In 1988 he formed The Petters Group. In June of 2002 Tom and Ted Deikel bought the name and inventory of “Fingerhut” from Federated Department Stores. A year later he bought s"eBid.com". Two years later he shelled out $246 million for "Polaroid". In October 2006 he joined with Whitebox Advisors to buy "Sun Country Airlines". In February 2007 he bought the marketing company "Juice Media Worldwide", and in November he became sole owner of "Sun Country". In 2008 his acquisitions accelerated. He bought "EducAsian" in January, the magazine conglomerate "Metropolitan Media Group" in July and the charter airline "Southwest Aviation" and "Enable Holdings, Inc.", both in August. And in September of 2008 the F.B.I. raided John’s offices, his home, and the home of Mr. Robert Dean White. Tom’s entire house of cards folded like…well, like a house of cards.

Just a month prior to his personal Goetterdaemerung, Tom explained to the fawning students of the Carlson School of Management, “You’ve got to figure out how to leverage and move things forward and not backwards. Sometimes sideways and left and not always how you had anticipated.” But evidently Tom did anticipate what was coming because he is heard on one of the F.B.I tapes admitting that he cheated on his taxes, and used an employee to create false documents for investors, but that he “didn’t know what choice” he had. I guess honesty was not a viable choice.

The Feds allege that for ten years Tom has been showing investors purchase orders to prove he was selling merchandise to Walmart. But when one investor finally checked with Walmart, the discount chain said the P.O. numbers were fake and they had never bought anything from any of Tom’s many, many companies. This revelation led to a Federal audit of PGW that showed $1.9 billion in the “in” drawer and $3.5 billion in bills, the “out” drawer. And since the Feds lack the imagination of the Wall Street types, owing more than you own equals bankruptcy. Ah, if they only had the imagination of Tom Petters, or of Charles Ponzi, they would know that being in debt was just another opportunity. Have you ever noticed that none of these wise guys have any interest in history? To me that explains a lot.PS: December 24, 2008 Page One ;"The Minniapolis Star Tribune";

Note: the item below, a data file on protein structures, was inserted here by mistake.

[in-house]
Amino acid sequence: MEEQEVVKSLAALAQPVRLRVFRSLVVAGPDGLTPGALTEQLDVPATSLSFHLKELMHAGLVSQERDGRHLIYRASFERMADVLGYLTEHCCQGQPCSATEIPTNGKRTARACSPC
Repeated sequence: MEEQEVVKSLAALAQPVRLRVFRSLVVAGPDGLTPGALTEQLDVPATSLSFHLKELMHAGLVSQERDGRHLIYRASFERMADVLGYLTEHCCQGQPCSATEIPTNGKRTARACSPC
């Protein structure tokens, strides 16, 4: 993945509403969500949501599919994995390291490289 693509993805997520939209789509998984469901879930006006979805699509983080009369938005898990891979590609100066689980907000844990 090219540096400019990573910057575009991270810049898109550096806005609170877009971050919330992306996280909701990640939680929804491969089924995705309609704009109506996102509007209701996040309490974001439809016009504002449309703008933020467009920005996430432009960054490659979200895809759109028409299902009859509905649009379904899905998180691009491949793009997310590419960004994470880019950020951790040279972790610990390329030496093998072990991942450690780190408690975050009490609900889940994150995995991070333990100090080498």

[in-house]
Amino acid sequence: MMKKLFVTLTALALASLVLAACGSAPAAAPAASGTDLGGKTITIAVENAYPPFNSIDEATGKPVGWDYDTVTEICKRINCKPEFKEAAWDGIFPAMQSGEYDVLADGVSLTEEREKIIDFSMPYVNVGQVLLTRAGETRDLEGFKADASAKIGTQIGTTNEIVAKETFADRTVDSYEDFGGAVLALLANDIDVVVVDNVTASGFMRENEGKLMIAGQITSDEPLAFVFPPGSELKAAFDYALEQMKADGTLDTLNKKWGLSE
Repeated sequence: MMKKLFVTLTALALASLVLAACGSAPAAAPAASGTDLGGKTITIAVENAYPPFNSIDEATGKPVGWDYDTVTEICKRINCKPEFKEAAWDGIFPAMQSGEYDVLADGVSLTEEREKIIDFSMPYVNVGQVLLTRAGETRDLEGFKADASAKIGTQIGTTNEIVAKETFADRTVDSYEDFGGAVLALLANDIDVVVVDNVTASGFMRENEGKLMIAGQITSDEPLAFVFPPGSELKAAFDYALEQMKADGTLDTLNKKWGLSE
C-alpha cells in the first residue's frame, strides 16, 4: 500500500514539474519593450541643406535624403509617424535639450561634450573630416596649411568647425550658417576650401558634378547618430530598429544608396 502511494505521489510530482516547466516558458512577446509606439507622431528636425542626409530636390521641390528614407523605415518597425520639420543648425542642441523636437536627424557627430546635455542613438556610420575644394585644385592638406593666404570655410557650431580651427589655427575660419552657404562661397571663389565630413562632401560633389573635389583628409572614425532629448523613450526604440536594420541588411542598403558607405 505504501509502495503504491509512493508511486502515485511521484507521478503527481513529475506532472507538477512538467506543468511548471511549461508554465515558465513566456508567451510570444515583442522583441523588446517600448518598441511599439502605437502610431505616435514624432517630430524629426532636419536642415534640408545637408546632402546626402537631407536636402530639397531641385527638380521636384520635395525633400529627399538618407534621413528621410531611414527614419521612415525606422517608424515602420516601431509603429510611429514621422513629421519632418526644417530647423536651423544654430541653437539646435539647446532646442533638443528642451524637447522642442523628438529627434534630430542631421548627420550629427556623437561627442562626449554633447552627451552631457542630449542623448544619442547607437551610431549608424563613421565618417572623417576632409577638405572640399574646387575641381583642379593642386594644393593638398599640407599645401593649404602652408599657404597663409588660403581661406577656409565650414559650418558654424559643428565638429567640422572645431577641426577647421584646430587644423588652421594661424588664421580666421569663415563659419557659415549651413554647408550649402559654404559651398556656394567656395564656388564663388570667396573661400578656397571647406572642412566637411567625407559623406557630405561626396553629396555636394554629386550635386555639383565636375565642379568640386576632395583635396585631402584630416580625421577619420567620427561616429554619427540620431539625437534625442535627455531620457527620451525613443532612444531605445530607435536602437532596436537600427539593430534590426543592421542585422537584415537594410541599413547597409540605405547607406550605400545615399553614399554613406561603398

"The man accused of trying to swindle Tom Petters' defense attorney out of $250,000 received a sentence Wednesday of nearly three years in prison Before sentencing, Derrick Riddle simply said to the judge, "Give me what you got." Hennepin County District Court Judge Mark Wernick sentenced him to 34 months with credit for two months served since his arrest in October....Riddle initially contacted lawyer Jon Hopeman, saying he could help influence a judge in Petters' favor in exchange for $250,000. ...Petters, once a high-flying Twin Cities businessman, is in federal prison awaiting trial on multiple fraud charges alleging that he ran a $3.5 billion Ponzi scheme for more than a decade."

- 30 -

Blog Archive

Amazon Deals